In 2011, the Centers for Disease Control and Prevention (CDC) reported that strokes were rising dramatically among young and middle-aged Americans. In 2009, 34 percent of people hospitalized for stroke were under the age of 65. Depression may have been a contributing factor.
Women aged 47 to 52 years old and depressed were about twice as likely to have a stroke than women that age without depression, according to a new report.
"Be open with your doctor about your mental health."
Caroline Jackson, PhD, an epidemiologist in the School of Population Health at the University of Queensland in Australia, co-authored the study with Gita Mishra, PhD, professor of Life Course Epidemiology, School of Population Health, University of Queensland.
In a 12-year Australian study of 10,547 middle-aged women, the researchers found that after eliminating several factors that increase stroke risks, depressed women had a 1.9-fold increased risk of stroke compared to women who were not depressed.
Dr. Jackson and her colleagues analyzed survey results from the nationally representative Australian Longitudinal Study on Women’s Health. Participants answered questions about their mental and physical health and other personal details every three years from 1998 to 2010.
About one in four of the women were found to be depressed, based on their responses to a standardized depression scale and their recent use of antidepressants. Self-reported responses and death records revealed 177 first-time strokes occurred during the study.
Dr. Jackson noted that the absolute risk of stroke is still fairly low for this age group. About 2.1 percent of American women in their 40s and 50s suffer from stroke.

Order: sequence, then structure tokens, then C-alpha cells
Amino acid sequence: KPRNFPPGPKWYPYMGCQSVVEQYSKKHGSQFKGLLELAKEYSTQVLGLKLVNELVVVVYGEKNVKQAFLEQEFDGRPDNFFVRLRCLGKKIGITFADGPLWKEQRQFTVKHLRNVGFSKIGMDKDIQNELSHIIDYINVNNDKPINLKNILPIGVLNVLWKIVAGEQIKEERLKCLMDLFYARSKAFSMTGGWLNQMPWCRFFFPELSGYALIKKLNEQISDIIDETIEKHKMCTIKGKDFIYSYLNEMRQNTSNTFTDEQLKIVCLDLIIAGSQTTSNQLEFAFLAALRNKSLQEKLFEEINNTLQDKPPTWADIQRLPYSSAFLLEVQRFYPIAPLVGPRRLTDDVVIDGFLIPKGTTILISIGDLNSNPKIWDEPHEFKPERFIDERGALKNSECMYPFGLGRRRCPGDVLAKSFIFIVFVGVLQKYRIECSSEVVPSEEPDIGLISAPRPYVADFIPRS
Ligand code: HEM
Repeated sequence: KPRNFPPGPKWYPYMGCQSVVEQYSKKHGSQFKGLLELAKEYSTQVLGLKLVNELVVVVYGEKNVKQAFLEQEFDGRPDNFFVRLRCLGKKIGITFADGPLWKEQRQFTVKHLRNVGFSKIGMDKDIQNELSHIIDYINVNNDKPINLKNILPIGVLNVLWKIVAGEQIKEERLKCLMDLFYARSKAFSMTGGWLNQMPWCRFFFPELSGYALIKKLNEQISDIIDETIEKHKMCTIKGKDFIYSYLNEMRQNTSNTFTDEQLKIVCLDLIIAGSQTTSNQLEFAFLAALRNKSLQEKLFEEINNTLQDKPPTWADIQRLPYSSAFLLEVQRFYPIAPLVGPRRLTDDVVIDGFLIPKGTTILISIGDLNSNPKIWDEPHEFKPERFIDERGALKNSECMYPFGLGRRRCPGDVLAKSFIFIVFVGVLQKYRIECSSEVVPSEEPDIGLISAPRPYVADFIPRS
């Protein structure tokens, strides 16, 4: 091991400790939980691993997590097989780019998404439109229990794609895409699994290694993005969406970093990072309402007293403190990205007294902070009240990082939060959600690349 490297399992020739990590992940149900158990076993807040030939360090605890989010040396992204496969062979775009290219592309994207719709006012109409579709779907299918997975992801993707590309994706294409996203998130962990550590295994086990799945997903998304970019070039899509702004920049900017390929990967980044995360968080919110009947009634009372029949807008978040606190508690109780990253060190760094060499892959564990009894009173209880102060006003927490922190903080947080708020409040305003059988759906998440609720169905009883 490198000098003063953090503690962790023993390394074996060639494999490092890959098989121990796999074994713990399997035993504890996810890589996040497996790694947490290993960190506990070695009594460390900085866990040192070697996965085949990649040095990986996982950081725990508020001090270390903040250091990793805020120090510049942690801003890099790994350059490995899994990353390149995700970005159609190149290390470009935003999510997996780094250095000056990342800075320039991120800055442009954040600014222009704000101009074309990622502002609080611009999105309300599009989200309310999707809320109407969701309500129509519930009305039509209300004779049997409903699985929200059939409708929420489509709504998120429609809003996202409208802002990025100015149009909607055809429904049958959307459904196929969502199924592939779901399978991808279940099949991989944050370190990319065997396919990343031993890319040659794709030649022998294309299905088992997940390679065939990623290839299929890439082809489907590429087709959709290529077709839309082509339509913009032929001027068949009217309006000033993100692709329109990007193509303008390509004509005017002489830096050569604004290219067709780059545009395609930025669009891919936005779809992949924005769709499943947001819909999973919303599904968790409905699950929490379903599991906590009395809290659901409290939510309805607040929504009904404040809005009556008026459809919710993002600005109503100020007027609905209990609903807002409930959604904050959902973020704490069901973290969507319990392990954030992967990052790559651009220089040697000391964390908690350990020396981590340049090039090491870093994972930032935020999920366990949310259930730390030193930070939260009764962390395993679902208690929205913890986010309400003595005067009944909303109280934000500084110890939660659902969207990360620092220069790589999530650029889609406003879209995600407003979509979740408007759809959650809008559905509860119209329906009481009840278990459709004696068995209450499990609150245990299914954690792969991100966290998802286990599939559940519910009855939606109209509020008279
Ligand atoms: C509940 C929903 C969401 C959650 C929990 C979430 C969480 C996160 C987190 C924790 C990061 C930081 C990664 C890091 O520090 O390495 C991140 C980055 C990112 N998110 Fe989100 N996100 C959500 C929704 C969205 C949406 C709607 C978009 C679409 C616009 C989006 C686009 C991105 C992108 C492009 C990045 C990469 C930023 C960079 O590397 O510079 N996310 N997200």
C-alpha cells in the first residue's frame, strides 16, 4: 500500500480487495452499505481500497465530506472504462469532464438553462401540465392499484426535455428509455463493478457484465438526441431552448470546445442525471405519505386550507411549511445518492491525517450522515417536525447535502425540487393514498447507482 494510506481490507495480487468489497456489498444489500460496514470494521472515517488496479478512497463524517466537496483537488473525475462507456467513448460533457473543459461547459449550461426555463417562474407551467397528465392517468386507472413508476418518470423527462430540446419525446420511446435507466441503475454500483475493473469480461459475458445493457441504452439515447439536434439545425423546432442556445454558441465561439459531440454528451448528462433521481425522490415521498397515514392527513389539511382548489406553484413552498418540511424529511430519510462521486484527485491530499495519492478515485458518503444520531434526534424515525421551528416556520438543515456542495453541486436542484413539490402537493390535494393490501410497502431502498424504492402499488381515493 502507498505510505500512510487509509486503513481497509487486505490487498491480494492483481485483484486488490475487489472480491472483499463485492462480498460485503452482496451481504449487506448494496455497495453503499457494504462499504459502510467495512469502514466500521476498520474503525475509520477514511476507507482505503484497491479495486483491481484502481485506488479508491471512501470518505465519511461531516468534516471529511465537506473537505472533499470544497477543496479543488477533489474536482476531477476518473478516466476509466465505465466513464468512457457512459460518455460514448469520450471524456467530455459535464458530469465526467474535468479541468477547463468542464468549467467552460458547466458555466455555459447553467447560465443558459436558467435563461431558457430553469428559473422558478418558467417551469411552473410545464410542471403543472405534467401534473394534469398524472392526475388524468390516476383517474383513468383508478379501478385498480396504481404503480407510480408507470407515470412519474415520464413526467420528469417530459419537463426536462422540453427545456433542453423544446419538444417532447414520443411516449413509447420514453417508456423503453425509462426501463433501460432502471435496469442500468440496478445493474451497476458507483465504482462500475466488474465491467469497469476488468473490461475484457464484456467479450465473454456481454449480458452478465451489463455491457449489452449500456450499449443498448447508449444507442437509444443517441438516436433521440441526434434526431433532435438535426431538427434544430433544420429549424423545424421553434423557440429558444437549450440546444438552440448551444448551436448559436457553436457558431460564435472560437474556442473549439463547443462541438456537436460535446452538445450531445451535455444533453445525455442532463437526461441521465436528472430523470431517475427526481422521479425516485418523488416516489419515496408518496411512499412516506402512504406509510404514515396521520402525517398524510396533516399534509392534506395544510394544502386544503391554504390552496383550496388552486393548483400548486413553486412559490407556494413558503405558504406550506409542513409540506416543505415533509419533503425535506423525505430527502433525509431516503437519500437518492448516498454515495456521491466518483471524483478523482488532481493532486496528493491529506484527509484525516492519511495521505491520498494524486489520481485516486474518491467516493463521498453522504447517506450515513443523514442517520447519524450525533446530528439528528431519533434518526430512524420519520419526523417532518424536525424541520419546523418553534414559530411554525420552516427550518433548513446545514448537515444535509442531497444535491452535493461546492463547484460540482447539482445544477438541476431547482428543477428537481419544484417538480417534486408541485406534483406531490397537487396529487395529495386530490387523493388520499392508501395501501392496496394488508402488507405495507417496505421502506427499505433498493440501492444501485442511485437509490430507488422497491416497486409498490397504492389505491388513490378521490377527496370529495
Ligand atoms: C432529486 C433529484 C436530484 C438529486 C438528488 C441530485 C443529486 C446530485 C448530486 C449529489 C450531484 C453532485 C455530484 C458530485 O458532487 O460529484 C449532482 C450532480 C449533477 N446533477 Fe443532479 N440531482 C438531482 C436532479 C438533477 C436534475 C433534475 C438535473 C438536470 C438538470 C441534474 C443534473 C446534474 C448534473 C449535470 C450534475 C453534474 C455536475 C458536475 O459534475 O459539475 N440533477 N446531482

In this study, only about 1.5 percent of all women had a stroke, but that number increased to slightly more than 2 percent among women suffering from depression.
“When treating women, doctors need to recognize the serious nature of poor mental health and what effects it can have in the long term,” said Dr. Jackson. “Current guidelines for stroke prevention tend to overlook the potential role of depression.”
Investigators are not certain why depression may be strongly linked to stroke in this age group. Dr. Jackson commented that the body’s inflammatory and immunological processes and their effects on our blood vessels may be part of the reasons.
“We may need more targeted approaches to prevent and treat depression among younger women because it could have a much stronger impact on stroke for them now rather than later in life,” she said.
May is Stroke Awareness Month, and the CDC encourages people to know other factors that may help prevent stroke. The CDC focuses on the ABCS of heart disease and stroke prevention—appropriate Aspirin therapy, Blood pressure control, Cholesterol control and Smoking cessation.
The CDC also recommends exercising regularly, eating a healthy diet that is low sodium, maintaining a healthy weight, preventing and controlling diabetes and limiting alcohol intake.
The study was published in May in Stroke: Journal of the American Heart Association.